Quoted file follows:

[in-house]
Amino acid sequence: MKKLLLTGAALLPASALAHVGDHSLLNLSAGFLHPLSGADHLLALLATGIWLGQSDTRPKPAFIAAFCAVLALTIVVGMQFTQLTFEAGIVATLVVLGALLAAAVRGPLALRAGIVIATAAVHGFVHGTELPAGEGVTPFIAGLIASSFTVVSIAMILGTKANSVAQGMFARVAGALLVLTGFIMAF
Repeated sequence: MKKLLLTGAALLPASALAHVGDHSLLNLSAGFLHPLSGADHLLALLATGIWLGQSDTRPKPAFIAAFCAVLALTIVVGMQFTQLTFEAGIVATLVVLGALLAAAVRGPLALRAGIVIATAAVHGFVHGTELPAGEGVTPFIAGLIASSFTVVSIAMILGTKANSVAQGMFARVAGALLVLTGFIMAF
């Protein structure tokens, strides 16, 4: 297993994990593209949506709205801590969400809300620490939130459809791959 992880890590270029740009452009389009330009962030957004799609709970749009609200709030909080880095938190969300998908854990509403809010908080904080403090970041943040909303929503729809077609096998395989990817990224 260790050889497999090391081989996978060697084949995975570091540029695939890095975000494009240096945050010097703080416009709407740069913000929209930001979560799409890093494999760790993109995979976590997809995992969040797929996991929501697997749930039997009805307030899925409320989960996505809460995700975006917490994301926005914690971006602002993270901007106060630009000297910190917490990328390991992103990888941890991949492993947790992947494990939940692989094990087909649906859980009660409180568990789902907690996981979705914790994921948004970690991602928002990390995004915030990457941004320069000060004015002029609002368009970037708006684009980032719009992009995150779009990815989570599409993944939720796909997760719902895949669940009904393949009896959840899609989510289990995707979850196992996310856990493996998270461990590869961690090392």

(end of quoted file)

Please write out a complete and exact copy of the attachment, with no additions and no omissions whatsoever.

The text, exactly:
[in-house]
Amino acid sequence: MKKLLLTGAALLPASALAHVGDHSLLNLSAGFLHPLSGADHLLALLATGIWLGQSDTRPKPAFIAAFCAVLALTIVVGMQFTQLTFEAGIVATLVVLGALLAAAVRGPLALRAGIVIATAAVHGFVHGTELPAGEGVTPFIAGLIASSFTVVSIAMILGTKANSVAQGMFARVAGALLVLTGFIMAF
Repeated sequence: MKKLLLTGAALLPASALAHVGDHSLLNLSAGFLHPLSGADHLLALLATGIWLGQSDTRPKPAFIAAFCAVLALTIVVGMQFTQLTFEAGIVATLVVLGALLAAAVRGPLALRAGIVIATAAVHGFVHGTELPAGEGVTPFIAGLIASSFTVVSIAMILGTKANSVAQGMFARVAGALLVLTGFIMAF
């Protein structure tokens, strides 16, 4: 297993994990593209949506709205801590969400809300620490939130459809791959 992880890590270029740009452009389009330009962030957004799609709970749009609200709030909080880095938190969300998908854990509403809010908080904080403090970041943040909303929503729809077609096998395989990817990224 260790050889497999090391081989996978060697084949995975570091540029695939890095975000494009240096945050010097703080416009709407740069913000929209930001979560799409890093494999760790993109995979976590997809995992969040797929996991929501697997749930039997009805307030899925409320989960996505809460995700975006917490994301926005914690971006602002993270901007106060630009000297910190917490990328390991992103990888941890991949492993947790992947494990939940692989094990087909649906859980009660409180568990789902907690996981979705914790994921948004970690991602928002990390995004915030990457941004320069000060004015002029609002368009970037708006684009980032719009992009995150779009990815989570599409993944939720796909997760719902895949669940009904393949009896959840899609989510289990995707979850196992996310856990493996998270461990590869961690090392």